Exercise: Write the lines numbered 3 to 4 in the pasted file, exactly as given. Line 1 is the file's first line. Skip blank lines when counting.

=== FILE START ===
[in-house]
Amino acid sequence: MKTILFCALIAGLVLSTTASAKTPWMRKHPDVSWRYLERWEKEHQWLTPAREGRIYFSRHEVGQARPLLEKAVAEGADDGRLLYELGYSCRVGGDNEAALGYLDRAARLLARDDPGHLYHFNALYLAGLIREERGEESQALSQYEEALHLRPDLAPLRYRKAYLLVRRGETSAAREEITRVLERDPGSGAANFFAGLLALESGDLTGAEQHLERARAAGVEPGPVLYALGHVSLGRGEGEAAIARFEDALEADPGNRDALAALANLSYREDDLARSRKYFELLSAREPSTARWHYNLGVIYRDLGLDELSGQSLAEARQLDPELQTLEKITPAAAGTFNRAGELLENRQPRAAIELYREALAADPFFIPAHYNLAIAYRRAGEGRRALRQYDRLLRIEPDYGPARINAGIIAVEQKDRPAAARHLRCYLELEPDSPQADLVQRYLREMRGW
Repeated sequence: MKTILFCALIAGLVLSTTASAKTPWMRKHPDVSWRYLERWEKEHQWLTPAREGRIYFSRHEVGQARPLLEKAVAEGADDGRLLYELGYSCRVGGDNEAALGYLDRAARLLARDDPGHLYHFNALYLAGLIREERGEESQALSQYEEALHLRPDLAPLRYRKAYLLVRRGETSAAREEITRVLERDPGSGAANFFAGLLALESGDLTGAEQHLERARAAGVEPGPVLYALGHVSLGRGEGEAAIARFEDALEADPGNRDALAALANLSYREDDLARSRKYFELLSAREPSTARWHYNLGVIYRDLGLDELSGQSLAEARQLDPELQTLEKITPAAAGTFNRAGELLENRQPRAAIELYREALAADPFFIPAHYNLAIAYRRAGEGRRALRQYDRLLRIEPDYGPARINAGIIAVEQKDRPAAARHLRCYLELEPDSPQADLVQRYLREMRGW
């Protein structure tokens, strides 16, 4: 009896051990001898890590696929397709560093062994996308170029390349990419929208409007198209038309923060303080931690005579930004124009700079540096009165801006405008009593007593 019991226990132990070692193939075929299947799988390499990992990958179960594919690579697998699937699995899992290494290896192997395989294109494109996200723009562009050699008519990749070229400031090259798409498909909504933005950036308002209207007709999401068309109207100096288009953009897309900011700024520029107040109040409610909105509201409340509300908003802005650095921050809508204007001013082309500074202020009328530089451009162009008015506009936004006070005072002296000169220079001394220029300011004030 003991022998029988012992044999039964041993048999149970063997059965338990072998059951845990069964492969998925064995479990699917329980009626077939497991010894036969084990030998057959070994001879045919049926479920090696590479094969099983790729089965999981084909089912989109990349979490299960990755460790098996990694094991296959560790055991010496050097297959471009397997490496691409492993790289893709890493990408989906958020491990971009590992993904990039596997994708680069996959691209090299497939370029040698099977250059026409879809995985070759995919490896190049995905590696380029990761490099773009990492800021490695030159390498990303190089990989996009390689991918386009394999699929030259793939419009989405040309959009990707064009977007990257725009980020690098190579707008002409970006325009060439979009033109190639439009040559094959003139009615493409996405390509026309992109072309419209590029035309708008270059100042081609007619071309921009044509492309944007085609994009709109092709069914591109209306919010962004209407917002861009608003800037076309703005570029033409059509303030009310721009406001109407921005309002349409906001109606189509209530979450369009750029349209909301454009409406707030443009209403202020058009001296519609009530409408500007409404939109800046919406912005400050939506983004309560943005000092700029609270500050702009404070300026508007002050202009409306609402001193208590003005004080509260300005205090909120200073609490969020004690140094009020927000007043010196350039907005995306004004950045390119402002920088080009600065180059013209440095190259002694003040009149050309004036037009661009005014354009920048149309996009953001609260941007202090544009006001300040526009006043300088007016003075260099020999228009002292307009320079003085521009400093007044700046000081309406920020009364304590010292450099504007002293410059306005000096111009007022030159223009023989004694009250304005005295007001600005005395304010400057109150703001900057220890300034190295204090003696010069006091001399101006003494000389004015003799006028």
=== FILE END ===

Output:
Repeated sequence: MKTILFCALIAGLVLSTTASAKTPWMRKHPDVSWRYLERWEKEHQWLTPAREGRIYFSRHEVGQARPLLEKAVAEGADDGRLLYELGYSCRVGGDNEAALGYLDRAARLLARDDPGHLYHFNALYLAGLIREERGEESQALSQYEEALHLRPDLAPLRYRKAYLLVRRGETSAAREEITRVLERDPGSGAANFFAGLLALESGDLTGAEQHLERARAAGVEPGPVLYALGHVSLGRGEGEAAIARFEDALEADPGNRDALAALANLSYREDDLARSRKYFELLSAREPSTARWHYNLGVIYRDLGLDELSGQSLAEARQLDPELQTLEKITPAAAGTFNRAGELLENRQPRAAIELYREALAADPFFIPAHYNLAIAYRRAGEGRRALRQYDRLLRIEPDYGPARINAGIIAVEQKDRPAAARHLRCYLELEPDSPQADLVQRYLREMRGW
């Protein structure tokens, strides 16, 4: 009896051990001898890590696929397709560093062994996308170029390349990419929208409007198209038309923060303080931690005579930004124009700079540096009165801006405008009593007593 019991226990132990070692193939075929299947799988390499990992990958179960594919690579697998699937699995899992290494290896192997395989294109494109996200723009562009050699008519990749070229400031090259798409498909909504933005950036308002209207007709999401068309109207100096288009953009897309900011700024520029107040109040409610909105509201409340509300908003802005650095921050809508204007001013082309500074202020009328530089451009162009008015506009936004006070005072002296000169220079001394220029300011004030 003991022998029988012992044999039964041993048999149970063997059965338990072998059951845990069964492969998925064995479990699917329980009626077939497991010894036969084990030998057959070994001879045919049926479920090696590479094969099983790729089965999981084909089912989109990349979490299960990755460790098996990694094991296959560790055991010496050097297959471009397997490496691409492993790289893709890493990408989906958020491990971009590992993904990039596997994708680069996959691209090299497939370029040698099977250059026409879809995985070759995919490896190049995905590696380029990761490099773009990492800021490695030159390498990303190089990989996009390689991918386009394999699929030259793939419009989405040309959009990707064009977007990257725009980020690098190579707008002409970006325009060439979009033109190639439009040559094959003139009615493409996405390509026309992109072309419209590029035309708008270059100042081609007619071309921009044509492309944007085609994009709109092709069914591109209306919010962004209407917002861009608003800037076309703005570029033409059509303030009310721009406001109407921005309002349409906001109606189509209530979450369009750029349209909301454009409406707030443009209403202020058009001296519609009530409408500007409404939109800046919406912005400050939506983004309560943005000092700029609270500050702009404070300026508007002050202009409306609402001193208590003005004080509260300005205090909120200073609490969020004690140094009020927000007043010196350039907005995306004004950045390119402002920088080009600065180059013209440095190259002694003040009149050309004036037009661009005014354009920048149309996009953001609260941007202090544009006001300040526009006043300088007016003075260099020999228009002292307009320079003085521009400093007044700046000081309406920020009364304590010292450099504007002293410059306005000096111009007022030159223009023989004694009250304005005295007001600005005395304010400057109150703001900057220890300034190295204090003696010069006091001399101006003494000389004015003799006028």